- Poster presentation
- Open Access
Galactose-ƒ¿-1,3-galactose (ƒ¿-gal)-specific IgE test is highly useful for predicting cetuximab-induced anaphylaxis
© Morita et al; licensee BioMed Central Ltd. 2014
Published: 18 July 2014
Cetuximab, a chimeric mouse-human IgG1 monoclonal antibody against the epidermal growth factor receptor, is approved for use in colorectal cancer and squamous-cell carcinoma of the head and neck. A high prevalence of hypersensitivity reactions to cetuximab has been reported in some areas of the United States. IgE antibodies against cetuximab were present in the patients with cetuximab hypersensitivity and the antibodies were specific for galactose-1,3-galactose (-gal) in cetuximab heavy-chain. We have also determined that patients with red meat allergy have IgE antibodies against ƒ¿-gal in Japan. In 2013, twelve patients with squamous-cell carcinoma of the head and neck were treated with cetuximab in Matsue Red Cross hospital, and found that four of twelve patients had anaphylactic shock during first infusion of cetuximab. None of them had allergic reaction to red meat before the treatment. In this study, we aimed to clarify whether the reaction was IgE-mediated or not.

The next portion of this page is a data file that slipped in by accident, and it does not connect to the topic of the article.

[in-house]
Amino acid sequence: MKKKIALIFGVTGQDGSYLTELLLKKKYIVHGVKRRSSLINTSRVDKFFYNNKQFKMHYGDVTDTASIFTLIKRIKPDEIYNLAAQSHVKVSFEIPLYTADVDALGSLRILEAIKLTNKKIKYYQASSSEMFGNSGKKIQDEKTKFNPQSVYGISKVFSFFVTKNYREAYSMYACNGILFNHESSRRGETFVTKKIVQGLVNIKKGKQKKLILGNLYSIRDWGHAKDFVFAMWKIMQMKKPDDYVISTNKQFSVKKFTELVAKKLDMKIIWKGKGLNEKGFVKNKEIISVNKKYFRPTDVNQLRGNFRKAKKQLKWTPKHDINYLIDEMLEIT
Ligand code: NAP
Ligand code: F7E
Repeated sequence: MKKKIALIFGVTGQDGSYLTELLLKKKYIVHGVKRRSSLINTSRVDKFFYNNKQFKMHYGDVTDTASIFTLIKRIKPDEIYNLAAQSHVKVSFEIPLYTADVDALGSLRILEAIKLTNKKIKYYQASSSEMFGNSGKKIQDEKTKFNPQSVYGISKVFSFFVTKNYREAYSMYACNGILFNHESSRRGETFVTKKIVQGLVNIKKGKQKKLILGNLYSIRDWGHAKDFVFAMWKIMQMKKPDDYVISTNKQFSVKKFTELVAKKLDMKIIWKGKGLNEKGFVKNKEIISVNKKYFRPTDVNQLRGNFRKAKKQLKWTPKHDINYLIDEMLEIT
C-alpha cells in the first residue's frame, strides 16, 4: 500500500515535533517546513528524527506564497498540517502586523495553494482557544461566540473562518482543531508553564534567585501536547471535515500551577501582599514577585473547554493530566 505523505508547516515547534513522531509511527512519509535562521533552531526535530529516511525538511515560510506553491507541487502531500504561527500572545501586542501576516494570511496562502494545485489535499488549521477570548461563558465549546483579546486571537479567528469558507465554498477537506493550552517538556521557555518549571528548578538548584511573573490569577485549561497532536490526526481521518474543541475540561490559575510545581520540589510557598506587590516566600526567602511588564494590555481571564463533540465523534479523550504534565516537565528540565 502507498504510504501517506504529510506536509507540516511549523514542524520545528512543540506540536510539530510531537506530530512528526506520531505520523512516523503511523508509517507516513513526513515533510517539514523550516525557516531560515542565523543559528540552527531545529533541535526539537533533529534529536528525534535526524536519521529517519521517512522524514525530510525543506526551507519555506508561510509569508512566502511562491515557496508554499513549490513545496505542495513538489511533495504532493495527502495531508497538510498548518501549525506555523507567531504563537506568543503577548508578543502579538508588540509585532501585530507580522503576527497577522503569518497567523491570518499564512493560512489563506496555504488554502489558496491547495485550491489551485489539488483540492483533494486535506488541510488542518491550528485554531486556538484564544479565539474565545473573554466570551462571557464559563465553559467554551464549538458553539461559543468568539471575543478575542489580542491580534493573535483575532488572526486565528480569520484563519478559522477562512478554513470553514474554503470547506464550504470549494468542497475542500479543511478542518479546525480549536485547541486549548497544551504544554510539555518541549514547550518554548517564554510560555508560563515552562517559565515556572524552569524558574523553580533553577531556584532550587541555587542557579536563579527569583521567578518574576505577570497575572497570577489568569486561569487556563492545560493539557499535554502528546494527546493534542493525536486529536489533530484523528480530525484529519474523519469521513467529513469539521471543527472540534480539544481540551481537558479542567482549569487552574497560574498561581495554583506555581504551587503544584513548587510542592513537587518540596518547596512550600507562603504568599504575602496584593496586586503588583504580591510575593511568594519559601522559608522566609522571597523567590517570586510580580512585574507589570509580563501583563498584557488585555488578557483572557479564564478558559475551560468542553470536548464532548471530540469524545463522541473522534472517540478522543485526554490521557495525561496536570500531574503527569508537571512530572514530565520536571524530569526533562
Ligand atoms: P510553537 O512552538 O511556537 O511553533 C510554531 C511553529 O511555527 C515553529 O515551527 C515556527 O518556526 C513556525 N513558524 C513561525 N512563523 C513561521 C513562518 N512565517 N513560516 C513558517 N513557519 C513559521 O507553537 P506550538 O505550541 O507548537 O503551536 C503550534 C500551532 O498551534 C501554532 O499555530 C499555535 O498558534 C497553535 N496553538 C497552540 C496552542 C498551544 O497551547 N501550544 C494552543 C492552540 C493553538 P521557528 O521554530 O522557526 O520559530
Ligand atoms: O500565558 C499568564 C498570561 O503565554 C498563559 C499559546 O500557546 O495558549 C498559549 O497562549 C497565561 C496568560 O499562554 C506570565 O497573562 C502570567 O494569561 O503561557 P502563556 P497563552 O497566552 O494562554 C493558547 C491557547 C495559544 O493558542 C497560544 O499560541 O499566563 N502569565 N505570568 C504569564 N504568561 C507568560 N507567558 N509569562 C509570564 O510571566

Serum IgE antibodies against ƒ¿-gal were determined with CAP-fuorescent enzyme immunoassay (FEIA) (ImmunoCAP, Phadia) using bovine thyroglobulin (Sigma), and IgE antibodies against cetuximab (Bristol-Myres Squibb) were determined with immunoblotting in these patients.
Thyroglubulin-specific IgE was detected in all four patients with anaphylaxis using CAP-FEIA, whereas the eight patients who had no anaphylactic reaction had not -gal-specific IgE antibodies, indicating that sensitivity and specificity of the thyroglubulin-specific IgE test were both 100%. Anti-IgE antibodies against cetuximab were detected in sera of the four patients with anaphylaxis and two of the patients with no anaphylaxis, indicating that sensitivity of the IgE-immunoblotting was 100% and specificity of the test was 75%.
CAP-FEIA test with bovine thyroglobulin (-gal) is highly useful for predicting cetuximab-induced anaphylaxis.
This article is published under license to BioMed Central Ltd. This is an Open Access article distributed under the terms of the Creative Commons Attribution License (http://creativecommons.org/licenses/by/4.0), which permits unrestricted use, distribution, and reproduction in any medium, provided the original work is properly cited. The Creative Commons Public Domain Dedication waiver (http://creativecommons.org/publicdomain/zero/1.0/) applies to the data made available in this article, unless otherwise stated.